Movie Review: The Danish Girl

Tom Hooper’s Danish Girl retells the story of painter Einar Wegener, who underwent a pioneering gender reassignment operation in the 1930s to become Lili Elbe.


Eddie Redmayne deservedly won the Academy Award for last year’s excellent portrayal of Stephen Hawking in The Theory of Everything. Tackling another biopic, the actor is respectful and carries his performance with a fluid grace and delicacy. He is lovely in this film, addressing the physical duality of Einar/Lili. Unfortunately for Redmayne, and not entirely through any fault of his own, there is so much emphasis on gesturing and looking like a woman, that some of his performance seems more style than substance. Einar’s affecting struggle to recognize his true self – Lili – is glossed over to move quickly to the gender reassignment surgery – which is almost serves as a means to an anti-climactic end.



The story is as much Gerda’s as Einar/Lili’s – Gerda struggles to understand and cope with what is effectually, the loss of her husband. Gerda could have been relegated as a background player, lost to an understated role next to Lili’s astonishing physical transformation – but Alicia Vikander manages a balancing act, conveying confusion, anger and even discomfort in response to Lili’s emerging identity, while also showing committed affection to her husband. Vikander is glorious and deserving of all of the praise coming her way. She has cemented herself as an exciting and powerful presence having delivered one of my favorite performances of 2015 as AVA in Ex Machina, and holds her own in The Danish Girl.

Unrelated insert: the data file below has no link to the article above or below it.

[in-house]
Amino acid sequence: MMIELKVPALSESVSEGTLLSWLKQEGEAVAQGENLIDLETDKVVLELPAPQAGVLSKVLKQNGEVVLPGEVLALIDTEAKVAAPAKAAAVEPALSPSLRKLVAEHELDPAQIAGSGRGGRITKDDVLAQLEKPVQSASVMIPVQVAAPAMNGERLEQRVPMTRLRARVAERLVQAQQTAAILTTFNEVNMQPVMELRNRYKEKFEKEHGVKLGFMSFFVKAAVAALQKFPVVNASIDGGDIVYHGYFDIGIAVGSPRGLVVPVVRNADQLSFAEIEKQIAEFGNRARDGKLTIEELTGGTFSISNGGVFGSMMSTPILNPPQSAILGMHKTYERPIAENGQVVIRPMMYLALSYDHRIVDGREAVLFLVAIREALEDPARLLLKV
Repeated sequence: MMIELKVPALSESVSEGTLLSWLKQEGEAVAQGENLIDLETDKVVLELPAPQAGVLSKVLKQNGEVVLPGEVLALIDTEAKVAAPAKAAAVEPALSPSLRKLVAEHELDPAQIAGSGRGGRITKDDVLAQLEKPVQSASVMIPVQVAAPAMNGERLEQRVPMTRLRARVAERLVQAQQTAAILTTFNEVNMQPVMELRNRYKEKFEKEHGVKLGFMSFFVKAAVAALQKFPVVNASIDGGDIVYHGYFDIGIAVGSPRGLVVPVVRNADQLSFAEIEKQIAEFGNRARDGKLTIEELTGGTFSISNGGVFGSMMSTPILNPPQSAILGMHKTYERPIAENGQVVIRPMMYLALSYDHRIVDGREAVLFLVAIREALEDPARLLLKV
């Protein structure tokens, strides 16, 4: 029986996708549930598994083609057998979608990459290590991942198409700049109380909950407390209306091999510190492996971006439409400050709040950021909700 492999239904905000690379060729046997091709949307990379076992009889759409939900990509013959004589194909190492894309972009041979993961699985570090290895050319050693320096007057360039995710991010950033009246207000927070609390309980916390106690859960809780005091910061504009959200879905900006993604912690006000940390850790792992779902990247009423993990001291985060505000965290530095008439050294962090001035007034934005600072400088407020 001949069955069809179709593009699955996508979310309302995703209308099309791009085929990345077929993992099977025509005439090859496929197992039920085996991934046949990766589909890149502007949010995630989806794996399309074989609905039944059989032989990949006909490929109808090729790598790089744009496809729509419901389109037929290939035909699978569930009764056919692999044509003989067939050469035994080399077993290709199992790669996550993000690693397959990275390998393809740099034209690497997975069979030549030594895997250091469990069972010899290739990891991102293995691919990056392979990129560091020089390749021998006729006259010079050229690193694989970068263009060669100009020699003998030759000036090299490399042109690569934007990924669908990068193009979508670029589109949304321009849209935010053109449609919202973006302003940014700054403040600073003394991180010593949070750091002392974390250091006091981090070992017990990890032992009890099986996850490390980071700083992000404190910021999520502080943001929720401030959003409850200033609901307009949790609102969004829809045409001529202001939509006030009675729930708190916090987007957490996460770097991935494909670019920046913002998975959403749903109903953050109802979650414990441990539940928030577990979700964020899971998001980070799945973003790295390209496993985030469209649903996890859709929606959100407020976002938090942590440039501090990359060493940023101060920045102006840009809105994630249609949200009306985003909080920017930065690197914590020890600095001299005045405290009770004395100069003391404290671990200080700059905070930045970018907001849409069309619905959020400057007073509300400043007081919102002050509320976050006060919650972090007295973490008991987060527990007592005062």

Alexandre Desplat’s score and cinematographer Danny Cohen’s painterly images complement the performances.  The supporting cast flits in and out of the lives of Lili and Gerda without much impact – which seemed such as waste (especially with talented supporting cast such as Matthias Schoenaerts and Ben Whishaw) – as Lili’s reintroduction to friends and family would have been incredibly interesting to witness.


The film is a true representation of Oscar-bait – which doesn’t diminish the solid performances, lovely cinematography or wonderful score – but it is ultimately too safe and diluted with biopic clichés. As The Danish Girl paints across many pretty surfaces, it rarely reveals anything beneath them – an excessively polite still-life instead of a moving picture.



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